Another study followed a group of women keeping a gratitude diary. The women keeping a gratitude diary reported having decreased blood pressure, elevated optimism, and even better sleep quality.

Although there’s no concrete answer as to why gratitude helps us fall asleep, there is speculation. It may be because gratitude helps you have more positive thoughts before rest. This may affect your nervous system, and as a result, this may help you relax better and enhance the quality of your time in bed. Ultimately helping you fall asleep easier.

The Benefits of Gratitude Affirmations Before Sleep

What are 3 benefits of gratitude?

We’ve touched on the big benefit gratitude sleep brings, but what are some other benefits that can come from this practice?

There are many more benefits, but the big three that can impact your ability to rest are gratitude’s ability to help improve your psychological and physical health and mental strength.

In one study, researchers got people to write down a few sentences each week focusing on certain topics.

One group wrote on things they were grateful for, and the other two wrote about daily irritations and events that affected them (with no bias towards negative or positive).

Unsurprisingly, after 10 weeks, those who wrote about gratitude were more optimistic and even felt better about their lives. They even tended to exercise more and had fewer visits to physicians than those who wrote about other topics.

Being able to express gratitude, especially during challenging times in life, can improve your mental strength in a lot of ways. It’s easy to spiral out of control when things aren’t going right. But when you’re able to take a step back and look at things you can be grateful for, it can seriously improve your mental strength, especially during difficult times.

Overall, all three benefits can impact your slumber in various ways. Having a positive state of mind before bed and being physically and mentally healthy can overall make falling asleep much easier. Of all the different forms of sleep meditation out there, gratitude is one that hosts a wealth of benefits aside from helping you fall asleep.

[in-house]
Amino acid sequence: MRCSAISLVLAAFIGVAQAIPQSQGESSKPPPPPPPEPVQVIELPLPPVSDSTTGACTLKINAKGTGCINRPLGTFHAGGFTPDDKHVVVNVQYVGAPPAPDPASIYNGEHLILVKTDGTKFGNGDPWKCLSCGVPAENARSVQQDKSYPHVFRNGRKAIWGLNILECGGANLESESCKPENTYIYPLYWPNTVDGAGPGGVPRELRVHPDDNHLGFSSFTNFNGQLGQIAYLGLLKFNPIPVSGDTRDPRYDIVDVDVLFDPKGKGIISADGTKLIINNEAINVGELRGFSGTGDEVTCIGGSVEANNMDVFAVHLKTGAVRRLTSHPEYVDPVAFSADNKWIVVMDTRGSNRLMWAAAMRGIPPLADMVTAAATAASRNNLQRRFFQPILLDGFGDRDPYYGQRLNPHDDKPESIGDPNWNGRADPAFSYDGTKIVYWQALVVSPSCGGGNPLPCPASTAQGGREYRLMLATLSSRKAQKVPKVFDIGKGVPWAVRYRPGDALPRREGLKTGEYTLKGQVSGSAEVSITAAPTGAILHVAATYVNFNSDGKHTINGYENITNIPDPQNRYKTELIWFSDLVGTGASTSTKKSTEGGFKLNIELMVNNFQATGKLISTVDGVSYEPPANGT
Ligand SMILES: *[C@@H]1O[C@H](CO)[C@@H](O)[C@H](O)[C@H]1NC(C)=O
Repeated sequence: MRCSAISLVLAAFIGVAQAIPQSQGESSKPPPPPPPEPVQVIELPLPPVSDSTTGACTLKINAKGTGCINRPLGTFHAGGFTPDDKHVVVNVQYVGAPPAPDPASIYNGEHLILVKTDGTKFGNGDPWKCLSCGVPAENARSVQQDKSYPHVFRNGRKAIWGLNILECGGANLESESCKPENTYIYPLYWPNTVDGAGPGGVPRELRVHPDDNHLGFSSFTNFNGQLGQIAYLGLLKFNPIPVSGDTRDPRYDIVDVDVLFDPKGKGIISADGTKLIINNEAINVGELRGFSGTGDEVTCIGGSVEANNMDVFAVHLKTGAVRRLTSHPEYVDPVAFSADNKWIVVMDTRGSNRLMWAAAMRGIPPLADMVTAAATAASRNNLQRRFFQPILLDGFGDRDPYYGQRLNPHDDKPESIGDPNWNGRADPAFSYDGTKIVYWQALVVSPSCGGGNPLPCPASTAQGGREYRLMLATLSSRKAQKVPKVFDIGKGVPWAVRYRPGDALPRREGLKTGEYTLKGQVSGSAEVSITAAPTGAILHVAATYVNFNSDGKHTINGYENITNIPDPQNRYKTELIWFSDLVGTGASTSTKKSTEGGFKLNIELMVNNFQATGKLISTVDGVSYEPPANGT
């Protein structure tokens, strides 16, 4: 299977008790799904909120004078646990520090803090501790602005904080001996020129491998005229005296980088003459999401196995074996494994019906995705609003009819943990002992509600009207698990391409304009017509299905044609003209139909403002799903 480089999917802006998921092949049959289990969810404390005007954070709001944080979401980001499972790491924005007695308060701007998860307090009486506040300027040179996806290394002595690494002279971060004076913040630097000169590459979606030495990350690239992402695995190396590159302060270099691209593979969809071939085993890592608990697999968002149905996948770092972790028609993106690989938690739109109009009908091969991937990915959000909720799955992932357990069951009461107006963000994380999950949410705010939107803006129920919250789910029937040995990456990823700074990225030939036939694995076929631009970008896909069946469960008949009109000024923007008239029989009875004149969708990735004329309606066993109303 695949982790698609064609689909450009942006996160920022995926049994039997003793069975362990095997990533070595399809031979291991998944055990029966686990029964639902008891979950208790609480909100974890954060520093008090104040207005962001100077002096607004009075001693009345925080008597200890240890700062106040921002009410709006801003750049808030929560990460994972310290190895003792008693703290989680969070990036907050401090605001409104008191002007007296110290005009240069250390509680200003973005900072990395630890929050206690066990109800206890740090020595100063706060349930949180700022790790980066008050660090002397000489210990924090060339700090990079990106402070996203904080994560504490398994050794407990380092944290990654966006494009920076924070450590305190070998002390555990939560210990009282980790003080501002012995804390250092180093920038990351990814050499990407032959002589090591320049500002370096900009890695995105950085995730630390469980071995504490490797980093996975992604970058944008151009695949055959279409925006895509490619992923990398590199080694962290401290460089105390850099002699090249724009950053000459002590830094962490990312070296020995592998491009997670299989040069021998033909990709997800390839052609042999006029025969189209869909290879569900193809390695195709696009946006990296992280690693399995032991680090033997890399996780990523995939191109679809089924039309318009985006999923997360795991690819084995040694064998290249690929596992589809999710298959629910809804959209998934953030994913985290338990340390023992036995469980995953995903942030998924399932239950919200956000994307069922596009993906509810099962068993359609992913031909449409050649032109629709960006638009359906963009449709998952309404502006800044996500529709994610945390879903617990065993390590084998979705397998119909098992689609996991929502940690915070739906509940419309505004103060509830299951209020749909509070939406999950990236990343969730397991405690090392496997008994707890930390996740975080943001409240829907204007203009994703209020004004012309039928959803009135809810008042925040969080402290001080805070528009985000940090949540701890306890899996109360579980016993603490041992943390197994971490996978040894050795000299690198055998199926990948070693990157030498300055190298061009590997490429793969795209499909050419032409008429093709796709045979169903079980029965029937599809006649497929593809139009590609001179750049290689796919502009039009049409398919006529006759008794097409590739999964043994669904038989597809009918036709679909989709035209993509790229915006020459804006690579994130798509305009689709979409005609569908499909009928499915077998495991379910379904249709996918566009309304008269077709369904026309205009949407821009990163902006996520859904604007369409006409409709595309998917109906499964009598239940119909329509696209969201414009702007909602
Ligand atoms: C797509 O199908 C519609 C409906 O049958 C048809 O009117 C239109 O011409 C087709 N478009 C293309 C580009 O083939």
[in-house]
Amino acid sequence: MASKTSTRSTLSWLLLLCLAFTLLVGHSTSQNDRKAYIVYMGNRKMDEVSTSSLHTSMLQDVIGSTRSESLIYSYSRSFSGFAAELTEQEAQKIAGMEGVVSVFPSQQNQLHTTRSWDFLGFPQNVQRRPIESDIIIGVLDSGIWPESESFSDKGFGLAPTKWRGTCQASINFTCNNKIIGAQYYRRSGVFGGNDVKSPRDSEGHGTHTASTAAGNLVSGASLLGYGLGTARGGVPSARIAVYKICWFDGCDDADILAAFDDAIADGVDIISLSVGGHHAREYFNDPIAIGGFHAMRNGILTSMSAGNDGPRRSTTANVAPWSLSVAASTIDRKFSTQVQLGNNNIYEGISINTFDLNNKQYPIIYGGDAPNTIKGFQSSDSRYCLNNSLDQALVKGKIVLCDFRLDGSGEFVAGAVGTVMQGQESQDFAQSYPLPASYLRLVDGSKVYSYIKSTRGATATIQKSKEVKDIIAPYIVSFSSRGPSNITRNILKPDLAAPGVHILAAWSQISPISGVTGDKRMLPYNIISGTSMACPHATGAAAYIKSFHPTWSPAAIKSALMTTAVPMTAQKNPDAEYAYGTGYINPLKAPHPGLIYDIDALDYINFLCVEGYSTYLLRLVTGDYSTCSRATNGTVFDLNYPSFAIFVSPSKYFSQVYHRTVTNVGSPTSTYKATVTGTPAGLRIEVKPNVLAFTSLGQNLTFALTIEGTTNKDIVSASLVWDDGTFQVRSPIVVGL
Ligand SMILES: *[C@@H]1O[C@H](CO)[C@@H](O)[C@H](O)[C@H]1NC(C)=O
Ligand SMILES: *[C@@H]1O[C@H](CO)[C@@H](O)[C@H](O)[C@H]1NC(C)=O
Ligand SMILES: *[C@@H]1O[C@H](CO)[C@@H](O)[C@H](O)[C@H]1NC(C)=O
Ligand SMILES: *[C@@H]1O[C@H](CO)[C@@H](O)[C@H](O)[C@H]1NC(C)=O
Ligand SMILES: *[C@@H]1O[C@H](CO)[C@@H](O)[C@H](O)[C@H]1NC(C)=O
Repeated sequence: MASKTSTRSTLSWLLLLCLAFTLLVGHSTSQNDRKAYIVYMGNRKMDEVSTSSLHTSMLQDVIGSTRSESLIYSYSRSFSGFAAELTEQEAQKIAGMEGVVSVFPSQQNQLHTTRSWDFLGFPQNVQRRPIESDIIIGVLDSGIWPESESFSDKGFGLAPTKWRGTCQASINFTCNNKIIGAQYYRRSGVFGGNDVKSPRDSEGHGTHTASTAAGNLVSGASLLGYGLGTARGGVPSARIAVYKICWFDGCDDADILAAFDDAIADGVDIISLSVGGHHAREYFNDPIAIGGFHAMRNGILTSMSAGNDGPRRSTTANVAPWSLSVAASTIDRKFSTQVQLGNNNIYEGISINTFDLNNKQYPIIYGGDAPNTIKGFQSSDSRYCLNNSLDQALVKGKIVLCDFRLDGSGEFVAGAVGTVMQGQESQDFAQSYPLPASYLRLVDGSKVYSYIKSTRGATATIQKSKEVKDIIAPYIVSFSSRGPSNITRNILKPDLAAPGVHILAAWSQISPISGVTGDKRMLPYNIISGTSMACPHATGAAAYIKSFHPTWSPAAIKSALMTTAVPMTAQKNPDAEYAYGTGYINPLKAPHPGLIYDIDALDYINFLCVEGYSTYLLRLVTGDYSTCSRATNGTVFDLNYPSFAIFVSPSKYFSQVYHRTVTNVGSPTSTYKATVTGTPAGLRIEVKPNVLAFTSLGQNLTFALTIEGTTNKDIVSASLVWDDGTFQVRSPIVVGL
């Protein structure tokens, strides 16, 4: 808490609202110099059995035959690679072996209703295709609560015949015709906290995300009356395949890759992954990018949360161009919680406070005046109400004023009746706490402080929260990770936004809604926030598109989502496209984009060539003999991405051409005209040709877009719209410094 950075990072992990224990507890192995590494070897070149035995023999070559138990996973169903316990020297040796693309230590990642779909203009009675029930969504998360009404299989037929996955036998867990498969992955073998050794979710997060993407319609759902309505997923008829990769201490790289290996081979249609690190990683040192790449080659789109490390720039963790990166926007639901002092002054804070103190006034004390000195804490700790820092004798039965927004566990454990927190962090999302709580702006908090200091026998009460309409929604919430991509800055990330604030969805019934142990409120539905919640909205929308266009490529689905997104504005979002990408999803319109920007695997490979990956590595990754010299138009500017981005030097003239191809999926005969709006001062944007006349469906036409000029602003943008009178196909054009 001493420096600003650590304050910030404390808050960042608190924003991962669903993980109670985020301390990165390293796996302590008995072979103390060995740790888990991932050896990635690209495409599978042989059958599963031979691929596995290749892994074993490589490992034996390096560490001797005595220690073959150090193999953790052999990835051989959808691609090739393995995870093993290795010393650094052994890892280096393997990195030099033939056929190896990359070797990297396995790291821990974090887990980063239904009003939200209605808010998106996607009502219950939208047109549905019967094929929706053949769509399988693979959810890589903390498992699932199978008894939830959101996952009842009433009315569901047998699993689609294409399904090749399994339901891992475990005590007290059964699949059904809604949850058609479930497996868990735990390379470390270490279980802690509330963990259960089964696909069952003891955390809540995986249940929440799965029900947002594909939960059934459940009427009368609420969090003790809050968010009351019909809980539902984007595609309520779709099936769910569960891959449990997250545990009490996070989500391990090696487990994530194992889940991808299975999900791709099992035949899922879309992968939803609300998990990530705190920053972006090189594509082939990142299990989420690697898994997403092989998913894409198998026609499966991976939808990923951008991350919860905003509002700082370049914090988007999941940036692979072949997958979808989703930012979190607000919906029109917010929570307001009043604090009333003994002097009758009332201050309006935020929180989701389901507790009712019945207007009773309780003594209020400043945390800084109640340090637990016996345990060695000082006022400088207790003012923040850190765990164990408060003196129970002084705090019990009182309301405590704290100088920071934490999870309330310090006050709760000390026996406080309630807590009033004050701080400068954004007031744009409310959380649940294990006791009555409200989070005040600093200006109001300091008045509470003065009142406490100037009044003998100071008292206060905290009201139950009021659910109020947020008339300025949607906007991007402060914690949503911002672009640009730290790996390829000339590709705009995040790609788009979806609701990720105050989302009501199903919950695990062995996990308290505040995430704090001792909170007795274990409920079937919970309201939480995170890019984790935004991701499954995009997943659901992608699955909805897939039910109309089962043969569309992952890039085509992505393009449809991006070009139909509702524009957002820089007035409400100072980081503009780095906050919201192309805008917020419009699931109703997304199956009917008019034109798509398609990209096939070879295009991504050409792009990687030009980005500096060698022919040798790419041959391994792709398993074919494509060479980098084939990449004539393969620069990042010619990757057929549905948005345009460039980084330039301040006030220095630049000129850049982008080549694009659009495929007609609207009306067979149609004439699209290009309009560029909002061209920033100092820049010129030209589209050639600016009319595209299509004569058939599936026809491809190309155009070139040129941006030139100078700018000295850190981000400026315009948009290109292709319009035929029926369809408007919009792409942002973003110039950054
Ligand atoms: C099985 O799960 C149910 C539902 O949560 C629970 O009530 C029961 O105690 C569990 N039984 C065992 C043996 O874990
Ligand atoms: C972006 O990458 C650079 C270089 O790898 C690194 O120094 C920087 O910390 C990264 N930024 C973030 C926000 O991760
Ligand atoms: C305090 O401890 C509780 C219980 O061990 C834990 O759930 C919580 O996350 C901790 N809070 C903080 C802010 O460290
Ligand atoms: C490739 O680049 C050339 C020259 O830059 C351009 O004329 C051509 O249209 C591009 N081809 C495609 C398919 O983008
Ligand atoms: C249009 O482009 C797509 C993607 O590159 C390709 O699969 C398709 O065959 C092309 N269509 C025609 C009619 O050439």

Does gratitude release oxytocin?

When we express gratitude, our brain releases two neurotransmitters responsible for affecting our emotions: dopamine and serotonin. Both of these chemicals are “feel good” neurotransmitters; they make us feel happy from the inside.

But gratitude may also affect a certain brain chemical known as oxytocin. If you’re unfamiliar, oxytocin is seen as the “love hormone.”

Now, what does a “love hormone” have to do with gratitude sleep? Higher levels of oxytocin are actually linked to helping people reach a state of slumber quicker and stay at rest for longer.

In a study done with 77 married heterosexual couples, partners answered questions relative to their relationships for two weeks. Afterward, they made visits to a lab where they were asked about specific situations where they felt grateful for their spouse.

After they expressed thankfulness, they rated their feelings and recorded themselves. Then, they swapped roles. Each partner got to be on the receiving end of the other’s gratitude and on the giving end of their own gratitude.

With expressed gratitude, participants reported feeling more loving. This gives some evidence that oxytocin may be released when we express gratitude in our lives.

We can take part in gratitude and sleep meditation away from one another and together. They both work to help us reach a state of slumber in their own ways. When they’re used together to help you fall asleep, it’s a powerful practice.

If you’re struggling to learn this practice on your own and need some guidance, you can check out some of our guided meditations at BetterSleep to help you learn, meditate, and fall asleep easier! Try it for free today!